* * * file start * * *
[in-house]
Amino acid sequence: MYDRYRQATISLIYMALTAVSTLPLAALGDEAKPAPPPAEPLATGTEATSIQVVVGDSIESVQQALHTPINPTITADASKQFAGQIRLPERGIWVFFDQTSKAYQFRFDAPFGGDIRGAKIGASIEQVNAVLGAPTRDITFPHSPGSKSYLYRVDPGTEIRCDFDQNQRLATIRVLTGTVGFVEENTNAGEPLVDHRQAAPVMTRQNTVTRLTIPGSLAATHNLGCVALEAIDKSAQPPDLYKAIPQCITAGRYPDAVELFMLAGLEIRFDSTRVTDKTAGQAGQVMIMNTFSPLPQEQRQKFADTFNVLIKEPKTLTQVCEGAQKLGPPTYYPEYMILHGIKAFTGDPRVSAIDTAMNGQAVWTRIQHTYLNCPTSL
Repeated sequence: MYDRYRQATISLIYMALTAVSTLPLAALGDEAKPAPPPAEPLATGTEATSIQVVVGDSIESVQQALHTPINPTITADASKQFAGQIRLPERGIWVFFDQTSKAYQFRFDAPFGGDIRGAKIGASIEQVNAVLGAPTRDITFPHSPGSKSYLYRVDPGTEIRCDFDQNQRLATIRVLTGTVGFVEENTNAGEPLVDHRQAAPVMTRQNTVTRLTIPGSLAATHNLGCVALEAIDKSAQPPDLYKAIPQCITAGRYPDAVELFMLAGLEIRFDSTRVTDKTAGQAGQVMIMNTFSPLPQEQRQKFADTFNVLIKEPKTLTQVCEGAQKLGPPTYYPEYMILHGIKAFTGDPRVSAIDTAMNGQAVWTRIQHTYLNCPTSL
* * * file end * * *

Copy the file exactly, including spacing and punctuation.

[in-house]
Amino acid sequence: MYDRYRQATISLIYMALTAVSTLPLAALGDEAKPAPPPAEPLATGTEATSIQVVVGDSIESVQQALHTPINPTITADASKQFAGQIRLPERGIWVFFDQTSKAYQFRFDAPFGGDIRGAKIGASIEQVNAVLGAPTRDITFPHSPGSKSYLYRVDPGTEIRCDFDQNQRLATIRVLTGTVGFVEENTNAGEPLVDHRQAAPVMTRQNTVTRLTIPGSLAATHNLGCVALEAIDKSAQPPDLYKAIPQCITAGRYPDAVELFMLAGLEIRFDSTRVTDKTAGQAGQVMIMNTFSPLPQEQRQKFADTFNVLIKEPKTLTQVCEGAQKLGPPTYYPEYMILHGIKAFTGDPRVSAIDTAMNGQAVWTRIQHTYLNCPTSL
Repeated sequence: MYDRYRQATISLIYMALTAVSTLPLAALGDEAKPAPPPAEPLATGTEATSIQVVVGDSIESVQQALHTPINPTITADASKQFAGQIRLPERGIWVFFDQTSKAYQFRFDAPFGGDIRGAKIGASIEQVNAVLGAPTRDITFPHSPGSKSYLYRVDPGTEIRCDFDQNQRLATIRVLTGTVGFVEENTNAGEPLVDHRQAAPVMTRQNTVTRLTIPGSLAATHNLGCVALEAIDKSAQPPDLYKAIPQCITAGRYPDAVELFMLAGLEIRFDSTRVTDKTAGQAGQVMIMNTFSPLPQEQRQKFADTFNVLIKEPKTLTQVCEGAQKLGPPTYYPEYMILHGIKAFTGDPRVSAIDTAMNGQAVWTRIQHTYLNCPTSL